my flash is always on target whether I'm in portrait or landscape orientation


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May 31, 2013 09:50 |  #44

afoton wrote in post #15984970 (external link)
As long as I do photographing myself, I am more interesting in adjusting my gear for my own needs, than trying to look like a pro at a sporting event.
I have tried my monopod without any head, with tilt only head and with a ball head. The ball head worked best for me, and that is what is important for me.

Clarification:
Sounds like you may have read into what I said, as I do it because the pros do. Actually I dont use one because of the time it takes to fiddle with the ball/tilt. (adjust my gear for my own needs) As scatter commented, and the point I was trying to make the pros dont use it for the same reason. If they had to take the time to fiddle, they missed there shot, and I fill the same way, thats why I prefer no ball/tilt. It's much faster to adjust your pods angle.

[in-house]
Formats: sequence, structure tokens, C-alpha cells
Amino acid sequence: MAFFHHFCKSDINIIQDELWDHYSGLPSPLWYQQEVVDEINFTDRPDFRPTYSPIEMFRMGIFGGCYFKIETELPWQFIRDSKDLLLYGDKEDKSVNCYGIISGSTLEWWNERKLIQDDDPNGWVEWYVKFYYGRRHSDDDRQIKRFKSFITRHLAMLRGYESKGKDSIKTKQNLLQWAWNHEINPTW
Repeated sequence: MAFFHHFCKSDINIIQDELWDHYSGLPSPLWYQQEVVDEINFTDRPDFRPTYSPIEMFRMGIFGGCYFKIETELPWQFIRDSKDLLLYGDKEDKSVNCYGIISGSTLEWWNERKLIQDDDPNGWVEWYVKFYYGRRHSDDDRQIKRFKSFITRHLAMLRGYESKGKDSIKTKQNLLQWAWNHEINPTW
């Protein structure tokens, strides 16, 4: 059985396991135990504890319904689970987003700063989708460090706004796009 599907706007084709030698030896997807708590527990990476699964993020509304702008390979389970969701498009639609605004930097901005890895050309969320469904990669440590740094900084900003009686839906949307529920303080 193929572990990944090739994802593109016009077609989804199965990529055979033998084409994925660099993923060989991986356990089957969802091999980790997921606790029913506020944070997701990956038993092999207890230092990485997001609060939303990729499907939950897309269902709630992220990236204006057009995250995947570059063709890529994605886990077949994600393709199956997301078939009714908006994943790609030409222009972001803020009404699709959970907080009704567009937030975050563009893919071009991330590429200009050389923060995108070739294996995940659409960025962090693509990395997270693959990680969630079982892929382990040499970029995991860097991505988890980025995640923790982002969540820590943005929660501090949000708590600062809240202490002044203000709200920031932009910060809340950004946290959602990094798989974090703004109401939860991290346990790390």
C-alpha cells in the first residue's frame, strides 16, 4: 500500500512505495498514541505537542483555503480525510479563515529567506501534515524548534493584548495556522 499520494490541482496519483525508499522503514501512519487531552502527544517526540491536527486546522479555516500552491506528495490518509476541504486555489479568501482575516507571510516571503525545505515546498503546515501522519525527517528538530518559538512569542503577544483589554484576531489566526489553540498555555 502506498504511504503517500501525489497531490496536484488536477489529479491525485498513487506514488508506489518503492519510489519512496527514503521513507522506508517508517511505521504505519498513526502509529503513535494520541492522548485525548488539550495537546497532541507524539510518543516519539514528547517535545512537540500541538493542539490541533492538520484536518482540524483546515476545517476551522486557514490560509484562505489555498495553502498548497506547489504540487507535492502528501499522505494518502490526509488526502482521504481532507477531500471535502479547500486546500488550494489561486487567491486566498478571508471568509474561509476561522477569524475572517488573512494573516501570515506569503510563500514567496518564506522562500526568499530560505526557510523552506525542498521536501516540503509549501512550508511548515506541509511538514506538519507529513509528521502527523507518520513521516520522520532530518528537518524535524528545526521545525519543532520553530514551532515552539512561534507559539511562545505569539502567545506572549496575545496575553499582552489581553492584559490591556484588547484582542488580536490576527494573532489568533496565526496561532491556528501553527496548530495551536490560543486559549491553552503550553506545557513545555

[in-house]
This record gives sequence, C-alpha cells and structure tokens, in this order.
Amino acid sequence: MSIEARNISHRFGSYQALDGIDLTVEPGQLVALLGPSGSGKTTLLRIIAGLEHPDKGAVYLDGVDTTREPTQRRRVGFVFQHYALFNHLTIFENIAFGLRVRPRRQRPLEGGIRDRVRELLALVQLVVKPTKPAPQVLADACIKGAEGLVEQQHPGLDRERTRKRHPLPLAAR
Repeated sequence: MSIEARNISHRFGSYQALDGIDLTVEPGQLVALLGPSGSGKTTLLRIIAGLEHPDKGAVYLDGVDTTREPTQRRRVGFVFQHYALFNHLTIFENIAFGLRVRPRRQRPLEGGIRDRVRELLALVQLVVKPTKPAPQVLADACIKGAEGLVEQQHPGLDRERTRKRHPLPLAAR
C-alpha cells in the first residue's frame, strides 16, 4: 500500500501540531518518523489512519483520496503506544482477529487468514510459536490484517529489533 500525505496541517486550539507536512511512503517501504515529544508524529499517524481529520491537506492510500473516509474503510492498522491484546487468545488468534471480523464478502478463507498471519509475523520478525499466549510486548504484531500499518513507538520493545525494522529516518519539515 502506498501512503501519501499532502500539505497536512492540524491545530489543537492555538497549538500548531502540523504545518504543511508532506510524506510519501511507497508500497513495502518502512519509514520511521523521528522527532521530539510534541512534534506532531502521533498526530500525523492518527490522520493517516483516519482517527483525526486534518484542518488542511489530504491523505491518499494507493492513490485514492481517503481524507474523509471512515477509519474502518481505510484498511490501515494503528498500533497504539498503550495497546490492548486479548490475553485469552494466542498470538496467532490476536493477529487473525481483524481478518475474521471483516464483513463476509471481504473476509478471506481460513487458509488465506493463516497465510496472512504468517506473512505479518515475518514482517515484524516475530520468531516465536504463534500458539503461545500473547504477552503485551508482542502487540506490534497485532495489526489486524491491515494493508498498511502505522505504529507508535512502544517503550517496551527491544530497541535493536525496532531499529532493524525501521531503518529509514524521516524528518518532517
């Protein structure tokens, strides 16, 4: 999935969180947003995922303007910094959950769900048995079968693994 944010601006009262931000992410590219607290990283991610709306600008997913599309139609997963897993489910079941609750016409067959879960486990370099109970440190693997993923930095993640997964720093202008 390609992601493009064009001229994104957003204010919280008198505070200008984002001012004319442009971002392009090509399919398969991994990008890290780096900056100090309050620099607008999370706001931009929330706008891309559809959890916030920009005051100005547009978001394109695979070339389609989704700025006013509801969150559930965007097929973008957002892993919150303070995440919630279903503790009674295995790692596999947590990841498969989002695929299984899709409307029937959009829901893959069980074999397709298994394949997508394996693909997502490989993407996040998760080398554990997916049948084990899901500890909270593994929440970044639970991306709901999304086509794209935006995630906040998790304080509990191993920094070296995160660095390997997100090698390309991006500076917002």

However if your style of shooting allows for adjusting, then I can see no reason not to want to use a ball/tilt.

To each there own. Thers no wright or wrong, just preferences..


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May 31, 2013 10:21 |  #45

ScatterCr wrote in post #15985194 (external link)
    for outdoor night events, my flash is mounted on my monopod ~17" below my lens

    altering the relationship between the monopod & lens changes the vertical flash angle

    my flash is always on target whether I'm in portrait or landscape orientation


Can you either take a photograph or otherwise provide details as to the way you attach your flash gun to your monopod? I think that is an interesting solution.


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Any good reasons to use a ballhead on a monopod?